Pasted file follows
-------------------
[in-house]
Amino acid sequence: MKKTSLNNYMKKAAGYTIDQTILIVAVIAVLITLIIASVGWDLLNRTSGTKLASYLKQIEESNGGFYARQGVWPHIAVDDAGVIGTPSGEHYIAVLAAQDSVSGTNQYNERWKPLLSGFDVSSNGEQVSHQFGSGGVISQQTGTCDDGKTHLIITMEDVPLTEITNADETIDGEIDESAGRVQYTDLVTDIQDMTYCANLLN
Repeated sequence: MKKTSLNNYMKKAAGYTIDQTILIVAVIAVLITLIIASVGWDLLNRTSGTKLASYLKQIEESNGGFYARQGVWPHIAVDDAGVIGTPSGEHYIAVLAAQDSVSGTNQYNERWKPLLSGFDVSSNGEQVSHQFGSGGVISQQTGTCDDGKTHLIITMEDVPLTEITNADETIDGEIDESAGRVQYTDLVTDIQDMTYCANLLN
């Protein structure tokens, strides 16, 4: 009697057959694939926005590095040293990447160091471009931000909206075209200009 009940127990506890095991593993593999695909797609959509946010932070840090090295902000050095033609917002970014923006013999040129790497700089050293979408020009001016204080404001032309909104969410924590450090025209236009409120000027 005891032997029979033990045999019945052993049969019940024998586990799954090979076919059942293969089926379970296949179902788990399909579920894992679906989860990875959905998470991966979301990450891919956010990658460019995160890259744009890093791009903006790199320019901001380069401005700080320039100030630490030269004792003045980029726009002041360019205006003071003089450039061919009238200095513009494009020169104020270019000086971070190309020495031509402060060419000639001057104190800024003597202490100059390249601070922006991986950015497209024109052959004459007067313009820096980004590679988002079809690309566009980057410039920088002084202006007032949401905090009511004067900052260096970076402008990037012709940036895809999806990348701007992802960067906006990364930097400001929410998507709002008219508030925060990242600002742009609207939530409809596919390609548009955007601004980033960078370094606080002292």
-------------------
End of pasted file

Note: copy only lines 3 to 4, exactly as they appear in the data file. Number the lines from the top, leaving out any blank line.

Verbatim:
Repeated sequence: MKKTSLNNYMKKAAGYTIDQTILIVAVIAVLITLIIASVGWDLLNRTSGTKLASYLKQIEESNGGFYARQGVWPHIAVDDAGVIGTPSGEHYIAVLAAQDSVSGTNQYNERWKPLLSGFDVSSNGEQVSHQFGSGGVISQQTGTCDDGKTHLIITMEDVPLTEITNADETIDGEIDESAGRVQYTDLVTDIQDMTYCANLLN
């Protein structure tokens, strides 16, 4: 009697057959694939926005590095040293990447160091471009931000909206075209200009 009940127990506890095991593993593999695909797609959509946010932070840090090295902000050095033609917002970014923006013999040129790497700089050293979408020009001016204080404001032309909104969410924590450090025209236009409120000027 005891032997029979033990045999019945052993049969019940024998586990799954090979076919059942293969089926379970296949179902788990399909579920894992679906989860990875959905998470991966979301990450891919956010990658460019995160890259744009890093791009903006790199320019901001380069401005700080320039100030630490030269004792003045980029726009002041360019205006003071003089450039061919009238200095513009494009020169104020270019000086971070190309020495031509402060060419000639001057104190800024003597202490100059390249601070922006991986950015497209024109052959004459007067313009820096980004590679988002079809690309566009980057410039920088002084202006007032949401905090009511004067900052260096970076402008990037012709940036895809999806990348701007992802960067906006990364930097400001929410998507709002008219508030925060990242600002742009609207939530409809596919390609548009955007601004980033960078370094606080002292």